The next step to becoming a speech therapist is to earn your Master’s in Speech Pathology. To earn your license, you must choose a program that’s accredited by the Council on Academic Accreditation in Audiology and Speech-Language Pathology (also known as the CAA). Be sure to check with all potential schools to see if they’re CAA verified.

Your master’s program will focus on more advanced concepts, such as specific techniques and complex phonology. You’ll expand on everything you learned during your bachelor’s program, and become an expert on everything related to speech pathology. Some students choose to focus on a specialty, such as Resonance or Feeding and Swallowing, during their master’s program as well.

At the end of your master’s program, you should know how to treat a wide variety of speech disorders and how to effectively communicate with clients and caregivers. To graduate, you’ll be required to complete a certain amount of clinical hours as well.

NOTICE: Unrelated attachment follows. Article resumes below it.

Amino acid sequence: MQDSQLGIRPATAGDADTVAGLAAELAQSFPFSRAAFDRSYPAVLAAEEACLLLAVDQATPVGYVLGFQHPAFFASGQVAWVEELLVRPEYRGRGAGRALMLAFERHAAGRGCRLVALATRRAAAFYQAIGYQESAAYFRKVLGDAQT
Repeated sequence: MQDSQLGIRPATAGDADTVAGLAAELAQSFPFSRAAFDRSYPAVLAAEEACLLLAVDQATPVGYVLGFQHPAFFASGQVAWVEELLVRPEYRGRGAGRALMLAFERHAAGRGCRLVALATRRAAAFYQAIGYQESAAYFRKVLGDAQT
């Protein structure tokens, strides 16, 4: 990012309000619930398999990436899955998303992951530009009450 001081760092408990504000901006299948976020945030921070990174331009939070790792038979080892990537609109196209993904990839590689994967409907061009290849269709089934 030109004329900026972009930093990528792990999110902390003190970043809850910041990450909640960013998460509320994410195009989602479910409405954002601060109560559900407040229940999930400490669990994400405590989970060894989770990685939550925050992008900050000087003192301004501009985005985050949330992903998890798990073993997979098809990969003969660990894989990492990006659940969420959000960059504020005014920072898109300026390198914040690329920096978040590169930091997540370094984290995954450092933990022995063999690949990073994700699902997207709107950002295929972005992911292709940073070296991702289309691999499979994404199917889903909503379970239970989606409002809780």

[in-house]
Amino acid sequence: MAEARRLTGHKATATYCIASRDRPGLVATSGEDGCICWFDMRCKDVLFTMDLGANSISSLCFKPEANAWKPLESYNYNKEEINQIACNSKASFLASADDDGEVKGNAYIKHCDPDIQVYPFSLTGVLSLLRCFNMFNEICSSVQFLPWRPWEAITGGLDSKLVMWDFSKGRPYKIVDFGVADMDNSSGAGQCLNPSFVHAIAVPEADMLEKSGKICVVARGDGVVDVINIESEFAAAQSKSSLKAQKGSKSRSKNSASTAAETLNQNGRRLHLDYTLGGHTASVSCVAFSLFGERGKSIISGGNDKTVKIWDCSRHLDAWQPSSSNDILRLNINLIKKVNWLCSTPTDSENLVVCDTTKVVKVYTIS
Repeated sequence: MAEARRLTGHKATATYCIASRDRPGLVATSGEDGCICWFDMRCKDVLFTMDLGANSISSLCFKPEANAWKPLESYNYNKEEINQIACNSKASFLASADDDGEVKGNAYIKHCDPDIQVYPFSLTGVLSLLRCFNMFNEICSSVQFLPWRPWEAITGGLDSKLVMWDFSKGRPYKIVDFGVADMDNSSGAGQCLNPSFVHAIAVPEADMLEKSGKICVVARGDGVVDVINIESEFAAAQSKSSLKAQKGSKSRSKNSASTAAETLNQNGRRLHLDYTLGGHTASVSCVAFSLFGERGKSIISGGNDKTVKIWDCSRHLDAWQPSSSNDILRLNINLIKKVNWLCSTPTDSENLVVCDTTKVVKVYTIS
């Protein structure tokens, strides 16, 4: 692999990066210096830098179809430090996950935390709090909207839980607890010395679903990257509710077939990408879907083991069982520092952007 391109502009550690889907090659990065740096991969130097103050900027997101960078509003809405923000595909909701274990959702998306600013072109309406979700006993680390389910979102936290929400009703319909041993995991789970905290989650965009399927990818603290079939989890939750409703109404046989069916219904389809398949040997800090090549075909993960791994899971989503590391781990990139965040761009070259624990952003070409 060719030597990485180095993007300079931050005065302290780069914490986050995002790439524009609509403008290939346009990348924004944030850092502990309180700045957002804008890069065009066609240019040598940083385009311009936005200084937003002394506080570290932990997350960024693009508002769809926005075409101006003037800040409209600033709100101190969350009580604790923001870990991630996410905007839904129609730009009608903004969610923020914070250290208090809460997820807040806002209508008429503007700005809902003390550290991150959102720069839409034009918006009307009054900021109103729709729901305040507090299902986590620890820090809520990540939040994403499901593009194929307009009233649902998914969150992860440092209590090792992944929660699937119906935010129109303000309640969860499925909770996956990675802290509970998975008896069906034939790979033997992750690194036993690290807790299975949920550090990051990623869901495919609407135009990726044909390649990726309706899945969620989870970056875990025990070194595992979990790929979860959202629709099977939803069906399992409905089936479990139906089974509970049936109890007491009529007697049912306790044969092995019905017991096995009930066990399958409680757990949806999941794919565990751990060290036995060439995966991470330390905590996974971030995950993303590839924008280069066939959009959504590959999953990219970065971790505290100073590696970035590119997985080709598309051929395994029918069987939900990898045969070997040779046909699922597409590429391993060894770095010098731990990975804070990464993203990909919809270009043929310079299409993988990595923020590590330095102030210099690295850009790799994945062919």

Step 3: Complete all required clinical hours. 

All accredited SLP graduate programs require you to complete a minimum of 400 clinical hours to graduate. You’ll work closely with experienced speech therapists and learn to address specific issues in a clinical environment.

Your clinical hours will include:

  • 25 hours of clinical observation
  • 375 hours of client/patient contact

Your clinical hours will allow you to apply everything you’ve learned in school to the real world. This invaluable learning experience will ensure that you’ll be able to give your patients the specialized treatments they need when you land your first speech therapy job.

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Step 4: Complete your Clinical Fellowship Year.

Once you’ve reached your Clinical Fellowship Year, you’ll know that your long journey to becoming a speech therapist is almost at its end! The Clinical Fellowship Year (also known at the CFY) is an intensive-yet-rewarding experience that requires students to complete 36 weeks of full-time practice. This comes out to 1260 hours of clinical time!

Some students choose to complete their CFY in a matter of months, while others space it out over several years. The speed at which you complete your CFY depends entirely on your work requirements and other commitments.